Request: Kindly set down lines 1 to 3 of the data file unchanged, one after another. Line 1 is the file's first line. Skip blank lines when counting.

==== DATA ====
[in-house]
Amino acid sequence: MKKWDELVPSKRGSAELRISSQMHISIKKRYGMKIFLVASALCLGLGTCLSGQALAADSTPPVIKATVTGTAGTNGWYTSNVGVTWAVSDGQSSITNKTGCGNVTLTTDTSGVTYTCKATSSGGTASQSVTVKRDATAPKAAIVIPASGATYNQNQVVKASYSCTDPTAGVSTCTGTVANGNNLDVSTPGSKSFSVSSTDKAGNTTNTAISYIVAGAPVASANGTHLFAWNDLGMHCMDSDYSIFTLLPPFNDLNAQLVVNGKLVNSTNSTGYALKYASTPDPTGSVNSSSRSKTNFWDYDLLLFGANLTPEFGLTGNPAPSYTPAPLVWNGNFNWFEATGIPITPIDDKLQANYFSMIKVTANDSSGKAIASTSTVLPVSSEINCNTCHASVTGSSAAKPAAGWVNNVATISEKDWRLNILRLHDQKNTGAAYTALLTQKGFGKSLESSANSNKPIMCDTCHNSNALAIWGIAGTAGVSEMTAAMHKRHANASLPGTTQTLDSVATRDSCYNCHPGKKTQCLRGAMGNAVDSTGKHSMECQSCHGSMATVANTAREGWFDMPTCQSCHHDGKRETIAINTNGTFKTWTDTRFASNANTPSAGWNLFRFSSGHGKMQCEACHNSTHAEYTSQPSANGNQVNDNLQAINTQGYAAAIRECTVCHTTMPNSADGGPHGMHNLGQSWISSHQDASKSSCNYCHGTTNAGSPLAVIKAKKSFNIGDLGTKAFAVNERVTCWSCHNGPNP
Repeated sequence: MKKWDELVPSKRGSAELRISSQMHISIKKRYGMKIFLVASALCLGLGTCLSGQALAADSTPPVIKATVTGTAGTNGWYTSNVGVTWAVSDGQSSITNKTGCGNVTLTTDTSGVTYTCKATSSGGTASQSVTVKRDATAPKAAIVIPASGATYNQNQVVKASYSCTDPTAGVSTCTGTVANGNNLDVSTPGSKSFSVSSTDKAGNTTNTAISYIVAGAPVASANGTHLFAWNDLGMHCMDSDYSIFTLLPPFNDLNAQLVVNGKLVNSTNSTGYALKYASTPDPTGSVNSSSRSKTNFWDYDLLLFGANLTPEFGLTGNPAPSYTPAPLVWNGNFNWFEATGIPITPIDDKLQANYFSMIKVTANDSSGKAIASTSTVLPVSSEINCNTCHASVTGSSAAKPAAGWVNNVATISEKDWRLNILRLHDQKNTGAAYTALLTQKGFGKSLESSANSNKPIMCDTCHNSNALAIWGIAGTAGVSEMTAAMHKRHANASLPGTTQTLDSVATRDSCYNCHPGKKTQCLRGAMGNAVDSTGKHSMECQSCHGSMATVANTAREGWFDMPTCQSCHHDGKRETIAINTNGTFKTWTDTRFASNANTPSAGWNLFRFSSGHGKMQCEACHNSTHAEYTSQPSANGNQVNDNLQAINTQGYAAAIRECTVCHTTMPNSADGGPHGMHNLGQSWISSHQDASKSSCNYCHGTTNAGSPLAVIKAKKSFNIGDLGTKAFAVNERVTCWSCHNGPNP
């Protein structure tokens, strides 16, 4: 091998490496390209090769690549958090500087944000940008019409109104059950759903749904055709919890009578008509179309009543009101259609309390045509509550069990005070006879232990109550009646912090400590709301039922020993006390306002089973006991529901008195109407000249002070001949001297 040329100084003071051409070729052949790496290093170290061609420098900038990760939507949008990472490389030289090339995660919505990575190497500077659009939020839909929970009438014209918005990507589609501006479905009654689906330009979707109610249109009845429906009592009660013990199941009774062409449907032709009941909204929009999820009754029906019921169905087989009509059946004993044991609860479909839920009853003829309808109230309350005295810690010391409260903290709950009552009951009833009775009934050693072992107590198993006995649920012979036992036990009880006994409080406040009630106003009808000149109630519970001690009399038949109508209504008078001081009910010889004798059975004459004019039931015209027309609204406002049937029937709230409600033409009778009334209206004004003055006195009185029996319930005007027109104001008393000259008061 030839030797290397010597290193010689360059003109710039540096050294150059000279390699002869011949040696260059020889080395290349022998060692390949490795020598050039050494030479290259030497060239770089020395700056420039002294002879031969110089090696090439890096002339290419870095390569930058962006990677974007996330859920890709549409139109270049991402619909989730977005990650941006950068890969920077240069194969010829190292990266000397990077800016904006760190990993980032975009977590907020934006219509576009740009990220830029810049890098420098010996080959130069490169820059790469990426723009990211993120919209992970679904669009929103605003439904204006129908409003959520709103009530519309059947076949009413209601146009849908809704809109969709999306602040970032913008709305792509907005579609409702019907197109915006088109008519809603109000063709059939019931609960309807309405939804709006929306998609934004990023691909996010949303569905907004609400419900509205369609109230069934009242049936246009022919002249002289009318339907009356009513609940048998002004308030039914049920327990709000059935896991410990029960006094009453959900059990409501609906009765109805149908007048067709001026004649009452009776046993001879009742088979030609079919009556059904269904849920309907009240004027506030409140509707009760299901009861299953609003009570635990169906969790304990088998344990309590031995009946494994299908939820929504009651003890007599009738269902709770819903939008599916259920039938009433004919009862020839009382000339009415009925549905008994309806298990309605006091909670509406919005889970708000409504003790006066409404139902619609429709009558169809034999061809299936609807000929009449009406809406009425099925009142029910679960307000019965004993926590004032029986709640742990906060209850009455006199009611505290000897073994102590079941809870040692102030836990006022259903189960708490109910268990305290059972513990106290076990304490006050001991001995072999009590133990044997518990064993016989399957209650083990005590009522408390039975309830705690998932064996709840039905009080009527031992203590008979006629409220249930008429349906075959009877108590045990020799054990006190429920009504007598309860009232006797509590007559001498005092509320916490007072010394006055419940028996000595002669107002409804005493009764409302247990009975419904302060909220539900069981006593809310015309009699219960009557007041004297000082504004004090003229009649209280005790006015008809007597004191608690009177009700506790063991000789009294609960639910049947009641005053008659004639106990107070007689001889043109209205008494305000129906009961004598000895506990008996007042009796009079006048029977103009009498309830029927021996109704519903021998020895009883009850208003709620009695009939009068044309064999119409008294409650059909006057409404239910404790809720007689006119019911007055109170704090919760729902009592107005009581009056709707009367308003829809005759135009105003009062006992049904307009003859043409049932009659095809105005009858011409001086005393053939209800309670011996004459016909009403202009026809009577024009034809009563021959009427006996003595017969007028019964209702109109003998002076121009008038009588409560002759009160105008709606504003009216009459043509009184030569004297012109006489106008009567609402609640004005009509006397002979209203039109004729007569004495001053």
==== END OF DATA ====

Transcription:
[in-house]
Amino acid sequence: MKKWDELVPSKRGSAELRISSQMHISIKKRYGMKIFLVASALCLGLGTCLSGQALAADSTPPVIKATVTGTAGTNGWYTSNVGVTWAVSDGQSSITNKTGCGNVTLTTDTSGVTYTCKATSSGGTASQSVTVKRDATAPKAAIVIPASGATYNQNQVVKASYSCTDPTAGVSTCTGTVANGNNLDVSTPGSKSFSVSSTDKAGNTTNTAISYIVAGAPVASANGTHLFAWNDLGMHCMDSDYSIFTLLPPFNDLNAQLVVNGKLVNSTNSTGYALKYASTPDPTGSVNSSSRSKTNFWDYDLLLFGANLTPEFGLTGNPAPSYTPAPLVWNGNFNWFEATGIPITPIDDKLQANYFSMIKVTANDSSGKAIASTSTVLPVSSEINCNTCHASVTGSSAAKPAAGWVNNVATISEKDWRLNILRLHDQKNTGAAYTALLTQKGFGKSLESSANSNKPIMCDTCHNSNALAIWGIAGTAGVSEMTAAMHKRHANASLPGTTQTLDSVATRDSCYNCHPGKKTQCLRGAMGNAVDSTGKHSMECQSCHGSMATVANTAREGWFDMPTCQSCHHDGKRETIAINTNGTFKTWTDTRFASNANTPSAGWNLFRFSSGHGKMQCEACHNSTHAEYTSQPSANGNQVNDNLQAINTQGYAAAIRECTVCHTTMPNSADGGPHGMHNLGQSWISSHQDASKSSCNYCHGTTNAGSPLAVIKAKKSFNIGDLGTKAFAVNERVTCWSCHNGPNP
Repeated sequence: MKKWDELVPSKRGSAELRISSQMHISIKKRYGMKIFLVASALCLGLGTCLSGQALAADSTPPVIKATVTGTAGTNGWYTSNVGVTWAVSDGQSSITNKTGCGNVTLTTDTSGVTYTCKATSSGGTASQSVTVKRDATAPKAAIVIPASGATYNQNQVVKASYSCTDPTAGVSTCTGTVANGNNLDVSTPGSKSFSVSSTDKAGNTTNTAISYIVAGAPVASANGTHLFAWNDLGMHCMDSDYSIFTLLPPFNDLNAQLVVNGKLVNSTNSTGYALKYASTPDPTGSVNSSSRSKTNFWDYDLLLFGANLTPEFGLTGNPAPSYTPAPLVWNGNFNWFEATGIPITPIDDKLQANYFSMIKVTANDSSGKAIASTSTVLPVSSEINCNTCHASVTGSSAAKPAAGWVNNVATISEKDWRLNILRLHDQKNTGAAYTALLTQKGFGKSLESSANSNKPIMCDTCHNSNALAIWGIAGTAGVSEMTAAMHKRHANASLPGTTQTLDSVATRDSCYNCHPGKKTQCLRGAMGNAVDSTGKHSMECQSCHGSMATVANTAREGWFDMPTCQSCHHDGKRETIAINTNGTFKTWTDTRFASNANTPSAGWNLFRFSSGHGKMQCEACHNSTHAEYTSQPSANGNQVNDNLQAINTQGYAAAIRECTVCHTTMPNSADGGPHGMHNLGQSWISSHQDASKSSCNYCHGTTNAGSPLAVIKAKKSFNIGDLGTKAFAVNERVTCWSCHNGPNP